“She Never Fails!”: Havok Super Agent Doll, 1974 – 1975

The ’70s was a decade of action figures. In 1972, the Mego Corporation bought toy manufacturing rights for both Marvel and DC comics, along with several popular TV and movie franchises, and two years later brought forth a cornucopia of “fully posable” figures (8-inch tall dolls, really), including lines such as World’s Greatest Super Heroes, Planet of the Apes, and Star Trek, plus many more in later years…

Space Fiction Adventure in Pictures: ‘Starblazer’ Comics, 1979 – 1991

Launched in 1979, digest-sized monthly comic Starblazer was Scottish publisher DC Thomson’s attempt to cash in on the science fiction craze that had dominated popular culture since the release of Star Wars. Every aspect of the visual media landscape was saturated with trippy, futuristic imagery, triggering a commercial feeding frenzy in which normally staid companies like DC Thomson were eager to participate…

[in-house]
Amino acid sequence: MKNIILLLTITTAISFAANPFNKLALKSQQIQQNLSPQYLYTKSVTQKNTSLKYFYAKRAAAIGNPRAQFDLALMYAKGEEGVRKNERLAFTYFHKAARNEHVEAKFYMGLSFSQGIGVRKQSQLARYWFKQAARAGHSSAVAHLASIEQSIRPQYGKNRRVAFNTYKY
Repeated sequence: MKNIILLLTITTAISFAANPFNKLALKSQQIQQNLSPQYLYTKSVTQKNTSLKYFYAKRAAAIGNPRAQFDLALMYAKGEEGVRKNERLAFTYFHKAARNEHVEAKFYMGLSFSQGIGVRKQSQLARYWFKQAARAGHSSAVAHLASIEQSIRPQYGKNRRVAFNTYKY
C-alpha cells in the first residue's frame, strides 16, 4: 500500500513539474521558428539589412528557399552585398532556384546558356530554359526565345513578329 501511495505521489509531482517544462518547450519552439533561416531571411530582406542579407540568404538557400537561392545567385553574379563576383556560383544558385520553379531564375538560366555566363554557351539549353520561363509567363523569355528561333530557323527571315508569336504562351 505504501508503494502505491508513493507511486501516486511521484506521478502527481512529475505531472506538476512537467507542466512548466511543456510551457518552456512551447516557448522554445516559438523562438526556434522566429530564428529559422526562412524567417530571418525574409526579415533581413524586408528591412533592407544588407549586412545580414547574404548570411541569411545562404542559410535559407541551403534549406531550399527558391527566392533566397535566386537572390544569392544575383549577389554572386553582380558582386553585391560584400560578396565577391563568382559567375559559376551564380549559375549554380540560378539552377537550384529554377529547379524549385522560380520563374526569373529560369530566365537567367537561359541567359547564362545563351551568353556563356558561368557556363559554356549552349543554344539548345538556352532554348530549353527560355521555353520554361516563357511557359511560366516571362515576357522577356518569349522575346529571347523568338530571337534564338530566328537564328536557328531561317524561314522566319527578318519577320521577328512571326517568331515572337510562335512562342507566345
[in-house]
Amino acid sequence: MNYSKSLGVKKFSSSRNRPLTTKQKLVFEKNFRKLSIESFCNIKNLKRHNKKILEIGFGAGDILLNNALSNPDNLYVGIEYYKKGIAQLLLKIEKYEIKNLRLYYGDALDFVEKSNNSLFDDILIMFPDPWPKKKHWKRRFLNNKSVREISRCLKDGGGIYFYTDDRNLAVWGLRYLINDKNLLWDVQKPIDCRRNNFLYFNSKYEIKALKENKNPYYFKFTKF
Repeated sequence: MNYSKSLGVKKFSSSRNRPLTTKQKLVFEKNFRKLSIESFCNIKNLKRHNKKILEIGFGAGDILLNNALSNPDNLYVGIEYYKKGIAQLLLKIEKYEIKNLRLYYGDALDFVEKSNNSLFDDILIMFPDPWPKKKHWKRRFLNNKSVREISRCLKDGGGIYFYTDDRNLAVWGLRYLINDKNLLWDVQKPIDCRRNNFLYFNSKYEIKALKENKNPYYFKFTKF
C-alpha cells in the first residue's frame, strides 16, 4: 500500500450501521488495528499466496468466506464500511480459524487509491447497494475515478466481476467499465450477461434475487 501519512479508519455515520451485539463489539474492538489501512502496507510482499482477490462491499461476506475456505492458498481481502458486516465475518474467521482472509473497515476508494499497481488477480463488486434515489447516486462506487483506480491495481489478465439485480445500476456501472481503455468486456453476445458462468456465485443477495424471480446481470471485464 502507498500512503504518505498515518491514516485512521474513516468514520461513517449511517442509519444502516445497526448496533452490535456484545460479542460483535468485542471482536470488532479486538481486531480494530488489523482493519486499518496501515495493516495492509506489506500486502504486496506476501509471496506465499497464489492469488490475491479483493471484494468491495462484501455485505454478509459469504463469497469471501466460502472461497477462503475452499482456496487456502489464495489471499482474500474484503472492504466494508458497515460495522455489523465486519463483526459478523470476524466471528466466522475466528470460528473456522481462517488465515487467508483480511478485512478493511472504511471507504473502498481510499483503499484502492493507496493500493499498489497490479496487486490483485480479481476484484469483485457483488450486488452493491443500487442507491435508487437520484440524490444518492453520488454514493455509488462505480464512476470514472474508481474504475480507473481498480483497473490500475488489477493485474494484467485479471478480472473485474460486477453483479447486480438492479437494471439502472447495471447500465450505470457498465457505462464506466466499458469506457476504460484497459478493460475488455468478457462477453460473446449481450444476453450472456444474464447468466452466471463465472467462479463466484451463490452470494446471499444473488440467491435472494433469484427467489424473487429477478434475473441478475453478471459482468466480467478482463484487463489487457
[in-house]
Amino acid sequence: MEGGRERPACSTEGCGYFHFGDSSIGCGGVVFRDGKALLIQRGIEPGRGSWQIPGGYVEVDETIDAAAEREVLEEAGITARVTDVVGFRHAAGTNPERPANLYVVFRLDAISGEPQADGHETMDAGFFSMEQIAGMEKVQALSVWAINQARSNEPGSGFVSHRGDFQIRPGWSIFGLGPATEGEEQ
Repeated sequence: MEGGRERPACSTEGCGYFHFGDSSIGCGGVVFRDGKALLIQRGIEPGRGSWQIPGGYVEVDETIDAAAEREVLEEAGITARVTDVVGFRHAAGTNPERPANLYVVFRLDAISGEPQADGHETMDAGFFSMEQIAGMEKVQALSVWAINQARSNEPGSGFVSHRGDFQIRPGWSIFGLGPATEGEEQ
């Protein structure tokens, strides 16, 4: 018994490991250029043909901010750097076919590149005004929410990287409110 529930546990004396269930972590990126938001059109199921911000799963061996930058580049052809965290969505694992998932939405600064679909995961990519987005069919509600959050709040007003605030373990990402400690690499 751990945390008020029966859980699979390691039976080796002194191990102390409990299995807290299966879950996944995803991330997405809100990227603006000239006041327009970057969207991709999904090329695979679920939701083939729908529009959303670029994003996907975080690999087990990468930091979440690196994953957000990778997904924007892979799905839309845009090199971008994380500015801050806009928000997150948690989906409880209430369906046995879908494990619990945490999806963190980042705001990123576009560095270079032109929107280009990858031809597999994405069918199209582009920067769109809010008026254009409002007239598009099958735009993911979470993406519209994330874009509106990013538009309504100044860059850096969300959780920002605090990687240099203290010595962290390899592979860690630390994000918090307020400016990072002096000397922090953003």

‘Mad Police’ Model Kits, 1982 – 1983

Mad Max 2 (released as The Road Warrior in the US) was a surprise international hit in 1982. Unlike 1979’s Mad Max, which was dubbed and poorly marketed to American audiences, the sequel became an instant action classic, and its post-apocalyptic punk aesthetic forged a sci-fi subgenre that has been mined (and crassly exploited) ever since…